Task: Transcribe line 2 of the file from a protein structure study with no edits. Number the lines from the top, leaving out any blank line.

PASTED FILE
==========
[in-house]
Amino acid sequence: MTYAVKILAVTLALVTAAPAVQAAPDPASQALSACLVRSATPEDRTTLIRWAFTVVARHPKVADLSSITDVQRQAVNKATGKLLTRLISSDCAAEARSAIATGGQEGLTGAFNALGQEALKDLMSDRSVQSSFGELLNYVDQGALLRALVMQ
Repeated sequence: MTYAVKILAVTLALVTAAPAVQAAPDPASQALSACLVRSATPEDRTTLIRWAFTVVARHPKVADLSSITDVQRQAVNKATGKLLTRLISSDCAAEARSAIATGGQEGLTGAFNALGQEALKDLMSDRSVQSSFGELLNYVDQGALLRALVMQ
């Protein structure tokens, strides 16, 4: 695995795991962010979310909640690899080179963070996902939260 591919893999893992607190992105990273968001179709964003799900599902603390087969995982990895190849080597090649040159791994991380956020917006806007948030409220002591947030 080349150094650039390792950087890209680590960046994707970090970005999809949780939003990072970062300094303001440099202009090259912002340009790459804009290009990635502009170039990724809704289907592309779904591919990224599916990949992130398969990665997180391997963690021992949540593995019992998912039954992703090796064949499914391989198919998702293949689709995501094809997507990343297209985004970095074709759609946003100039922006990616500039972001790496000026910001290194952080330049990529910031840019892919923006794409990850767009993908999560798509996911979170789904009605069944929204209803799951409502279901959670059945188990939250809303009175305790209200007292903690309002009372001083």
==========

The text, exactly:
Amino acid sequence: MTYAVKILAVTLALVTAAPAVQAAPDPASQALSACLVRSATPEDRTTLIRWAFTVVARHPKVADLSSITDVQRQAVNKATGKLLTRLISSDCAAEARSAIATGGQEGLTGAFNALGQEALKDLMSDRSVQSSFGELLNYVDQGALLRALVMQ